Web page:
A Red-Shifted Beetle

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Science  09 Jan 2004:
Vol. 303, Issue 5655, pp. 146
DOI: 10.1126/science.303.5655.146a

Evolution is a process that manifests itself at every level of biological organization, from molecule to population. However, it is rare that it can be observed and measured at all these levels simultaneously to provide an unbroken chain of cause and effect. Stolz et al. have made such a connection of natural selection for bioluminescence in the Jamaican click beetle, Pyrophorus plagiophthalamus, which is unique among light-producing organisms in having a color polymorphism: yellow-green to orange in the ventral light organs, and green to yellow-green in the dorsal organs. The variation results from individual amino acid substitutions in luciferase, the enzyme involved in the light-generating reaction, which in turn can be traced to individual nucleotide substitutions in luciferase genes. A phylogenetic analysis shows that there has been a series of such substitutions, producing an adaptive trend toward orange ventral organs in P. plagiophthalamus in Jamaica. The final step to complete this picture will be to identify the selective agent; likely candidates are sexual selection or preferential predation on beetles with yellow ventral organs. — AMS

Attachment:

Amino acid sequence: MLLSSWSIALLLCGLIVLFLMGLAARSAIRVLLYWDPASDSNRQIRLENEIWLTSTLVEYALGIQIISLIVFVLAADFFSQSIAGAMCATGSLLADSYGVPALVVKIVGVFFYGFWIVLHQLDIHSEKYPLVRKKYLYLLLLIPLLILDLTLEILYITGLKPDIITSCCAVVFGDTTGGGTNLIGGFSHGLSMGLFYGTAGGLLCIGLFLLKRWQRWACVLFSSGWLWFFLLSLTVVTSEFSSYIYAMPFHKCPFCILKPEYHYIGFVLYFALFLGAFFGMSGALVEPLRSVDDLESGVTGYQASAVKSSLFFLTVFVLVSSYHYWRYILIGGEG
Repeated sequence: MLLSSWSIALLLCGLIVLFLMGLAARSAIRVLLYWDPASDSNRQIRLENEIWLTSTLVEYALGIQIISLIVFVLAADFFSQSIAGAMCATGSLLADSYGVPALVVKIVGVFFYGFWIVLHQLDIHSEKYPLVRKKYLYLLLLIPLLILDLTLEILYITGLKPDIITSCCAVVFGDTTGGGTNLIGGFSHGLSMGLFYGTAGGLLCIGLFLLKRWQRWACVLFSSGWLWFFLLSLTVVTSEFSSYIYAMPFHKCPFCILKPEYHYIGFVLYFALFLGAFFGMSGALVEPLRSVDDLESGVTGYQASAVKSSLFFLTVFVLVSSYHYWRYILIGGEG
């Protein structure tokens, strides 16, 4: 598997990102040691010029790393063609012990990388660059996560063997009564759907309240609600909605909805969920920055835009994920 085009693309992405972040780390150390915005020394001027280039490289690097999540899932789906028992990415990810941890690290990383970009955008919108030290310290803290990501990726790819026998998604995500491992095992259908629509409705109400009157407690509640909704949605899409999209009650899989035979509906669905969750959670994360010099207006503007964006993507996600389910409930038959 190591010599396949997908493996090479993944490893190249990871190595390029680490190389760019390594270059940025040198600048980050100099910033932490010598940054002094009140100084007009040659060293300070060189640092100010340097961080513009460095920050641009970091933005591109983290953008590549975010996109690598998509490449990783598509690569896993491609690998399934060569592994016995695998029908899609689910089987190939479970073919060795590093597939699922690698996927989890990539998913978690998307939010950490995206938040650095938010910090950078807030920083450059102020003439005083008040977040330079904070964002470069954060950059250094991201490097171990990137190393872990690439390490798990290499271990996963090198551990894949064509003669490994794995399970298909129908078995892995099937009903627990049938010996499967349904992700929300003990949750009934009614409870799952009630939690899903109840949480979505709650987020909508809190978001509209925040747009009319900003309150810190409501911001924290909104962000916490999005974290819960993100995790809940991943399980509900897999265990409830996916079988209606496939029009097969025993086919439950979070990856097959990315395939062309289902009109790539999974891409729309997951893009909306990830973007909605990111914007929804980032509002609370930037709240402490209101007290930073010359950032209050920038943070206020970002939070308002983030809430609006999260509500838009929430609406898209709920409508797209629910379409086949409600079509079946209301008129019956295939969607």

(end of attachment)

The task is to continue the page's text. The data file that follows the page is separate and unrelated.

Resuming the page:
Proc. Natl. Acad. Sci. U.S.A. 100, 14955 (2003).

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